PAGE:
The New Fat Cats

Members of Congress as Political Benefactors

Ross K. Baker
Release Date: June 1, 1989

At a time when campaign finance is already under scrutiny, the advent of these “member” or “leadership” PACs is perceived by many as cause for acute concern. There are those who suspect that trickery or misrepresentations characterizes the relationship between member PACs and those who habitually contribute to them. Others fear that member PACs siphon money from the party campaign committees, further weakening the parties and decreasing political competition by providing additional support to incumbents. Finally, some fear that these new PACs will result in excessive involvement by outsiders in the affairs of Congress.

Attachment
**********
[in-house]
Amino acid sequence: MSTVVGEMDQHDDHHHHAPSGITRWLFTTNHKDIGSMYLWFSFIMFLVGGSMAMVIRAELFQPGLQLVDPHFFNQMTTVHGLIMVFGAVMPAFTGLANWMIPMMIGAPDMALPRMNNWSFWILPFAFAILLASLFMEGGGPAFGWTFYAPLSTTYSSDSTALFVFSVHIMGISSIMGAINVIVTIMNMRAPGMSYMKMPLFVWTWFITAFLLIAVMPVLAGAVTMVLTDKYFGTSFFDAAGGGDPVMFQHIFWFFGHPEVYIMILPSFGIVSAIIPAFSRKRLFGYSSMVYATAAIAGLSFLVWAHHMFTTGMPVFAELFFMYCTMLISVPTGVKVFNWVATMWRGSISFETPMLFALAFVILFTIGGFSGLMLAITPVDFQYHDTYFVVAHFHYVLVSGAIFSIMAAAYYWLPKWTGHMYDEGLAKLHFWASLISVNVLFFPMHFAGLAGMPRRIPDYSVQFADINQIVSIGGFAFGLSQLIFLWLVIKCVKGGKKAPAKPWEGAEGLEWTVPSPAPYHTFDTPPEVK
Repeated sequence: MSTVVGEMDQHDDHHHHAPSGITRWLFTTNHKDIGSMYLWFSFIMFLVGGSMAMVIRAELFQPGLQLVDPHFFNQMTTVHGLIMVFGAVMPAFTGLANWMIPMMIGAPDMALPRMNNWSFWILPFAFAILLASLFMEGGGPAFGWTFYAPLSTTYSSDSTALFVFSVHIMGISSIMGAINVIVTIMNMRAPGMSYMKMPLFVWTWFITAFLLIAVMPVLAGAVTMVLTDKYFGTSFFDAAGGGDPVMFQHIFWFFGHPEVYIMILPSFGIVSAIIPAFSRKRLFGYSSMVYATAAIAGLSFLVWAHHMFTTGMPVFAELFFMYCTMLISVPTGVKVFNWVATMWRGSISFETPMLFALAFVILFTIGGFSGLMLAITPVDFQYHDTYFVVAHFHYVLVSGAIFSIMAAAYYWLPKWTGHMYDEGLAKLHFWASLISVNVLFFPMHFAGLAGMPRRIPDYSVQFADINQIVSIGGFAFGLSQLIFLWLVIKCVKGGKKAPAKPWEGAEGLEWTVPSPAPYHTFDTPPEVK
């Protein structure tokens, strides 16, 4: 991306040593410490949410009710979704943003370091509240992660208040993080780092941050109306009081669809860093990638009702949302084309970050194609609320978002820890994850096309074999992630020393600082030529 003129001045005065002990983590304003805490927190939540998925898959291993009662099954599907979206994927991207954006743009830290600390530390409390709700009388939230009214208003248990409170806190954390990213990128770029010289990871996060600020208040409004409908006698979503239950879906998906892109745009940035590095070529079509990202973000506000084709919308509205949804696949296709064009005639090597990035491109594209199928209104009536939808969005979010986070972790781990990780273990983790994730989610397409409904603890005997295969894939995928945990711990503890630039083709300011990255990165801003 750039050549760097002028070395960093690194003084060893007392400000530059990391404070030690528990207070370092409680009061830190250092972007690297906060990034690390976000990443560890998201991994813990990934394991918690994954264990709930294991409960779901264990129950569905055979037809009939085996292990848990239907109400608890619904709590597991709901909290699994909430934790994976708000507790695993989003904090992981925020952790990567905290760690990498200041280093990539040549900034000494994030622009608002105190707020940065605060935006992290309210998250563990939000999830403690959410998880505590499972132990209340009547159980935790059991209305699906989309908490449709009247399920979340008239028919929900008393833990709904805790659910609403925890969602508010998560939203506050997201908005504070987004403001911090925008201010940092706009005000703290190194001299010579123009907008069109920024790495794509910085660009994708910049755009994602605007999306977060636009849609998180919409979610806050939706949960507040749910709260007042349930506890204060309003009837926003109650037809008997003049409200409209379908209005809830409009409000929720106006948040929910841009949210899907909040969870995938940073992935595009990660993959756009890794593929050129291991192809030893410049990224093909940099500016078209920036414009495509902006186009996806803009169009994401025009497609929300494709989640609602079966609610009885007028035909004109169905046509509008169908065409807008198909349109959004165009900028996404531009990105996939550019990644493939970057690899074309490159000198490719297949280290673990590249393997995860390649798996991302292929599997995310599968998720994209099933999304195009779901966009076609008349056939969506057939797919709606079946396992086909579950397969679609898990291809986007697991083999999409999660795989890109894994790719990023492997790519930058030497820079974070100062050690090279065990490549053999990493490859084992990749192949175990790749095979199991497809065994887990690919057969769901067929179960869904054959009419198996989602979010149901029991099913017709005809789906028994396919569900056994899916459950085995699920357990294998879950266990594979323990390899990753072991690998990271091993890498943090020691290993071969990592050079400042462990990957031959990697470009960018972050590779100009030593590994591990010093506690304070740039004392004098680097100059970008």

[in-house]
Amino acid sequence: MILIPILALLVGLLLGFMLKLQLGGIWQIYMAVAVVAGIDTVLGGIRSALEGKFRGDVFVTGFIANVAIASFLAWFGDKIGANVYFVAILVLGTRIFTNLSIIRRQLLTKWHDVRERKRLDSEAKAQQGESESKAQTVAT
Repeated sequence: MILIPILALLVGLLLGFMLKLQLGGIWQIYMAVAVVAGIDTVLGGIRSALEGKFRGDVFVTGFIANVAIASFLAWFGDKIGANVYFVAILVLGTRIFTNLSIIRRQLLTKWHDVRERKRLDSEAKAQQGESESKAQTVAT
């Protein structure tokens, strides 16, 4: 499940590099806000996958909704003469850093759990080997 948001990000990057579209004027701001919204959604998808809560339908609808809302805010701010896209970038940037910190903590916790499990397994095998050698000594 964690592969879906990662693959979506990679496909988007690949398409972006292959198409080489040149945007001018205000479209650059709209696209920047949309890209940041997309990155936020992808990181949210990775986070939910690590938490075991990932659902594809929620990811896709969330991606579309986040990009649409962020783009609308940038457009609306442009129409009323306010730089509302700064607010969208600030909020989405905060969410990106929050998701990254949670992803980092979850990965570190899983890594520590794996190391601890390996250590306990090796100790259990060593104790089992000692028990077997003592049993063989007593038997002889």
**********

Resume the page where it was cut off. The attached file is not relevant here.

After an intensive review of these concerns and other problematic issues surrounding PACs and public perception, Ross Baker has brought together an insightful and truthful look at today’s “fat cats.” Baker explores the dangers that are real and should concern the public with Political Action Committees and their involvement with members of Congress. Consequently, Baker also begins to dismiss some of the publics perceived thoughts surrounding the buying and selling of votes on Capital Hill, calling it the publics disillusionment with the system.